Bohnke M.,Martin Luther University of Halle Wittenberg | Kreissig N.,Martin Luther University of Halle Wittenberg | Krober W.,Martin Luther University of Halle Wittenberg | Fang T.,Gutianshan National Nature Reserve | Bruelheide H.,Martin Luther University of Halle Wittenberg
Trees - Structure and Function | Year: 2012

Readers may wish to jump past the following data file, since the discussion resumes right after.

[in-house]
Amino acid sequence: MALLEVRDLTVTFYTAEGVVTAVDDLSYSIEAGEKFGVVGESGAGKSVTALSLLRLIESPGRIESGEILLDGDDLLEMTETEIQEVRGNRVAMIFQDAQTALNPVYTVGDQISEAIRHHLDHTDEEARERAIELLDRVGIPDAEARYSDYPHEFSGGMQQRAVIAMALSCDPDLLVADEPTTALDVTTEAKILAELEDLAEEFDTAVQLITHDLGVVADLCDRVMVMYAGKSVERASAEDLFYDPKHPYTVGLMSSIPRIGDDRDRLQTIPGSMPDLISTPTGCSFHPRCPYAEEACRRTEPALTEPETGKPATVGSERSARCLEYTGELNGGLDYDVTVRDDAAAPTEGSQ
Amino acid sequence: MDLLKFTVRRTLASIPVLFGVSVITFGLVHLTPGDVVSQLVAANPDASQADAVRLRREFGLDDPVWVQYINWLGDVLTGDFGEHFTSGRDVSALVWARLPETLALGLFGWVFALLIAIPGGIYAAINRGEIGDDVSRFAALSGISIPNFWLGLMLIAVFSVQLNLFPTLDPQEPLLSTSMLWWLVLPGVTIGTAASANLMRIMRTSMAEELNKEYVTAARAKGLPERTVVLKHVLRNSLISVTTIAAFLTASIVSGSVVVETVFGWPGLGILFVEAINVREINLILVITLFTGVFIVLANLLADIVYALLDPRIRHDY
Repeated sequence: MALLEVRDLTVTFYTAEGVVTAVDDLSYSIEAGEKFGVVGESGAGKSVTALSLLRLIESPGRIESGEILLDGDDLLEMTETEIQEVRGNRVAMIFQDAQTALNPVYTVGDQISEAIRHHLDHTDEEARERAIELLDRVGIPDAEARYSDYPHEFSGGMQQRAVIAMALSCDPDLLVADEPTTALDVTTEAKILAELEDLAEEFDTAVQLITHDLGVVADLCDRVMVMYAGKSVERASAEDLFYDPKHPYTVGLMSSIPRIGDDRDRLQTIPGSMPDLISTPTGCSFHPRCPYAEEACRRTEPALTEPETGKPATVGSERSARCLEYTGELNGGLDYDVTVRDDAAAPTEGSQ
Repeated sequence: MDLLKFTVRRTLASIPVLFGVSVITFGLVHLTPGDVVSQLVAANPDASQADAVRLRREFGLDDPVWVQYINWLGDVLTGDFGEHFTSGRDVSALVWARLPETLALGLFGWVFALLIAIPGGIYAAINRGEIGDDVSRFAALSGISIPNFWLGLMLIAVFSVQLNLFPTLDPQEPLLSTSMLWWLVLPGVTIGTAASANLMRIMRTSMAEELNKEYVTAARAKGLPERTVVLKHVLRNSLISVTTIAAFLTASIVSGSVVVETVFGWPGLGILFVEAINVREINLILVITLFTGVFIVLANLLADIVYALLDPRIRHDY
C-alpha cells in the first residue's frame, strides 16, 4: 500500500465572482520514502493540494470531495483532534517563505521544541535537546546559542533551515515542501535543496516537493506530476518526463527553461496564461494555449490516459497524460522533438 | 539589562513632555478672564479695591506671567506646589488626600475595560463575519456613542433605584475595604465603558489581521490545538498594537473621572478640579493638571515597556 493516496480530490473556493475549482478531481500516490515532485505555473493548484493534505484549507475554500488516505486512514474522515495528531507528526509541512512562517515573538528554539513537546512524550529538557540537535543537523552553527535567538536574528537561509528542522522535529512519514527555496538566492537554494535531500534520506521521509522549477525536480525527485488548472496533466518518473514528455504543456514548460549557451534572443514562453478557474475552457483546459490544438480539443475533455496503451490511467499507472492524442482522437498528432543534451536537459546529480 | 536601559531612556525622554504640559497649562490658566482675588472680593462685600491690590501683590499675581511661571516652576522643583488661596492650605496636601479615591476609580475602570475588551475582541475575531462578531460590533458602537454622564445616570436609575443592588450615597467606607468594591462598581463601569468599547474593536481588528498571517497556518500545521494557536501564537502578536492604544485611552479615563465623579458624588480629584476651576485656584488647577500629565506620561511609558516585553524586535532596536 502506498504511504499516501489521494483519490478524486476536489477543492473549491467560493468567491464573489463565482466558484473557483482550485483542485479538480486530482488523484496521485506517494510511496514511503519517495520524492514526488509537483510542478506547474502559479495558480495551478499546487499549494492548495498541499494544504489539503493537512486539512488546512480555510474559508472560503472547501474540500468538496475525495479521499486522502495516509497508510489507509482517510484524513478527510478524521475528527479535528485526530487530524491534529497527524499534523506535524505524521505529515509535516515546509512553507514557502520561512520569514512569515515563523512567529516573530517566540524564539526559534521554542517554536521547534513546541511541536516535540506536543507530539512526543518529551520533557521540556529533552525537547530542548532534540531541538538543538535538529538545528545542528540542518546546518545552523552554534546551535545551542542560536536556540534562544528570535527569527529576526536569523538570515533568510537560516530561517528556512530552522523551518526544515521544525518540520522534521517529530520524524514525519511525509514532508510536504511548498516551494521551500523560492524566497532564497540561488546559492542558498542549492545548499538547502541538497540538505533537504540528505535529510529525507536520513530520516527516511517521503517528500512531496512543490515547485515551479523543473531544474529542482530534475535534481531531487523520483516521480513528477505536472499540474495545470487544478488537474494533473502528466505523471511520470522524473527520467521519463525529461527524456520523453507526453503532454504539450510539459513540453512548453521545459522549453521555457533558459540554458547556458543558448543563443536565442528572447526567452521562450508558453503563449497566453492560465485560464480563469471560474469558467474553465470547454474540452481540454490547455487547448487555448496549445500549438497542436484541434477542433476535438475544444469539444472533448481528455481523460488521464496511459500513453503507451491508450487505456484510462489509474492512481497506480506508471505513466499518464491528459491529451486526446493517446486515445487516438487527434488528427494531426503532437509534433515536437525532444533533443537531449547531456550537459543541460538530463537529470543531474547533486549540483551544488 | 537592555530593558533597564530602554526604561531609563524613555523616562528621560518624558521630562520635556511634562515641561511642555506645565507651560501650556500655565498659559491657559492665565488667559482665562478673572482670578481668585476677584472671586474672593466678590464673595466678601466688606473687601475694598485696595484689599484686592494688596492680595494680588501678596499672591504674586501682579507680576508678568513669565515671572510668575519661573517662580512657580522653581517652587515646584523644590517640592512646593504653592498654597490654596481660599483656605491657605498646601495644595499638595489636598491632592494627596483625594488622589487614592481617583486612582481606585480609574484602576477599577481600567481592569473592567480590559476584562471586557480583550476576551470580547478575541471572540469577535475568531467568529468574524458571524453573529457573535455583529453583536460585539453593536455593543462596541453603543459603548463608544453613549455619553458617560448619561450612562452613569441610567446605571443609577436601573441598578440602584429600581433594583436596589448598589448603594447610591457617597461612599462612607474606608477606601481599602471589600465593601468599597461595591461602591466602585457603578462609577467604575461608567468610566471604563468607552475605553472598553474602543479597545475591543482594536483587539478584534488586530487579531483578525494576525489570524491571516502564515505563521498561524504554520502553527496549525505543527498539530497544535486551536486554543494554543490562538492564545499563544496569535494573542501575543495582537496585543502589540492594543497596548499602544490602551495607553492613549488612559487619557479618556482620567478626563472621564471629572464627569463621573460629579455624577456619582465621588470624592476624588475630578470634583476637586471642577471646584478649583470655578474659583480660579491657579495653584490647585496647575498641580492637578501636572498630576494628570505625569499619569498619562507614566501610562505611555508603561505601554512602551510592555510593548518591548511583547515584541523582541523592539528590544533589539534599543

Concerning forest communities, not much is known about the relationship between wood traits and environmental conditions. Using a succession series, we analyzed which wood anatomical traits were correlated with successional stage and asked which traits and which environmental factors were particularly important for the trait-environment relationship. An extensive dataset of 11 groups of wood traits was generated for 93 woody species that occurred in 27 permanent plots in a secondary subtropical secondary broadleaved forest in Zhejiang Province (SE-China) and subjected to Fourth Corner Analyses, using different permutation models. We encountered a strong relationship of wood porosity, visibility of growth rings and vessel arrangement to the successional gradient. Compared to biotic community characteristics such as density of plants, abiotic environmental variables such as soil characteristics, aspect and inclination of the plots showed only marginal correlations to wood anatomical traits. Furthermore, the link between environment and species composition of the forest communities was found to be more important in explaining the trait-environment relationship than between the communities and species wood traits. In addition, our results support the idea that most of the species in the subtropical forest might be functionally equivalent. © 2011 Springer-Verlag.